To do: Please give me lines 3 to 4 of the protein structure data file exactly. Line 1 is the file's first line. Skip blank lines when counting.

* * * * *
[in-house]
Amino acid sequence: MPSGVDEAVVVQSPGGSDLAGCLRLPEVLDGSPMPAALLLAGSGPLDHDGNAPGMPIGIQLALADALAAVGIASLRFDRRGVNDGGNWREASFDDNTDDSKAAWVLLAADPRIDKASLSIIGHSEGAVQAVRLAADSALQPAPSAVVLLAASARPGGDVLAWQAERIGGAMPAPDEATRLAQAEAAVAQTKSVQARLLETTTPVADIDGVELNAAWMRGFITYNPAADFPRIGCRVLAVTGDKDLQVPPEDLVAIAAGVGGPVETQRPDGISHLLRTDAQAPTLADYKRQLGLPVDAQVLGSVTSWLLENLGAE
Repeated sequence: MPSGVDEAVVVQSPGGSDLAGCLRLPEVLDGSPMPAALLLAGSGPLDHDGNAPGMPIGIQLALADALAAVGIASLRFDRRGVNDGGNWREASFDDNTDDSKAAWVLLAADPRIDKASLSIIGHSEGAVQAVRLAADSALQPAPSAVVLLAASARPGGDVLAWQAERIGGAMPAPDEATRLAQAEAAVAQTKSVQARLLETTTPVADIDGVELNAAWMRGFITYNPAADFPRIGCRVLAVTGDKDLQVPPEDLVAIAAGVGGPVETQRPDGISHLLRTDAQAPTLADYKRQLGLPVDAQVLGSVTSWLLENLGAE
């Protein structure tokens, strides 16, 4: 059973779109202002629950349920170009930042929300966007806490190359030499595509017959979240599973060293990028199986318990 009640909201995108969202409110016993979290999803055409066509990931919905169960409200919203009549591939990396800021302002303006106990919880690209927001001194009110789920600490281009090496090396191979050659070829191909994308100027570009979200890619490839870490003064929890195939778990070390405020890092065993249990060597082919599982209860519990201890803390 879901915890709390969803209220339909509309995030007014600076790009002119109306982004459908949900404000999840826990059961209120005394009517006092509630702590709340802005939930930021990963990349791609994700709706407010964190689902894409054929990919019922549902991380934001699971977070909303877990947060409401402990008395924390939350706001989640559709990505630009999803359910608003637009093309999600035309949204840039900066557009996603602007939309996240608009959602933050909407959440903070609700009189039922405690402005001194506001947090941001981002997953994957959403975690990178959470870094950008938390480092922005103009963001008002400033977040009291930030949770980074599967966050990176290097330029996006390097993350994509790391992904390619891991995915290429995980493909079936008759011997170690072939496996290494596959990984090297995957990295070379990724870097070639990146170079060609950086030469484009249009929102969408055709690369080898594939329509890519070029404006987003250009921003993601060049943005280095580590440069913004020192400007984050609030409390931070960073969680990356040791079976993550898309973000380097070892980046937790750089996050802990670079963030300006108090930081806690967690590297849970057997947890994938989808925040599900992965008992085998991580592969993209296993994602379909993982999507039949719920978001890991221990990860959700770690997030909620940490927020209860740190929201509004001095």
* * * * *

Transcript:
Repeated sequence: MPSGVDEAVVVQSPGGSDLAGCLRLPEVLDGSPMPAALLLAGSGPLDHDGNAPGMPIGIQLALADALAAVGIASLRFDRRGVNDGGNWREASFDDNTDDSKAAWVLLAADPRIDKASLSIIGHSEGAVQAVRLAADSALQPAPSAVVLLAASARPGGDVLAWQAERIGGAMPAPDEATRLAQAEAAVAQTKSVQARLLETTTPVADIDGVELNAAWMRGFITYNPAADFPRIGCRVLAVTGDKDLQVPPEDLVAIAAGVGGPVETQRPDGISHLLRTDAQAPTLADYKRQLGLPVDAQVLGSVTSWLLENLGAE
């Protein structure tokens, strides 16, 4: 059973779109202002629950349920170009930042929300966007806490190359030499595509017959979240599973060293990028199986318990 009640909201995108969202409110016993979290999803055409066509990931919905169960409200919203009549591939990396800021302002303006106990919880690209927001001194009110789920600490281009090496090396191979050659070829191909994308100027570009979200890619490839870490003064929890195939778990070390405020890092065993249990060597082919599982209860519990201890803390 879901915890709390969803209220339909509309995030007014600076790009002119109306982004459908949900404000999840826990059961209120005394009517006092509630702590709340802005939930930021990963990349791609994700709706407010964190689902894409054929990919019922549902991380934001699971977070909303877990947060409401402990008395924390939350706001989640559709990505630009999803359910608003637009093309999600035309949204840039900066557009996603602007939309996240608009959602933050909407959440903070609700009189039922405690402005001194506001947090941001981002997953994957959403975690990178959470870094950008938390480092922005103009963001008002400033977040009291930030949770980074599967966050990176290097330029996006390097993350994509790391992904390619891991995915290429995980493909079936008759011997170690072939496996290494596959990984090297995957990295070379990724870097070639990146170079060609950086030469484009249009929102969408055709690369080898594939329509890519070029404006987003250009921003993601060049943005280095580590440069913004020192400007984050609030409390931070960073969680990356040791079976993550898309973000380097070892980046937790750089996050802990670079963030300006108090930081806690967690590297849970057997947890994938989808925040599900992965008992085998991580592969993209296993994602379909993982999507039949719920978001890991221990990860959700770690997030909620940490927020209860740190929201509004001095």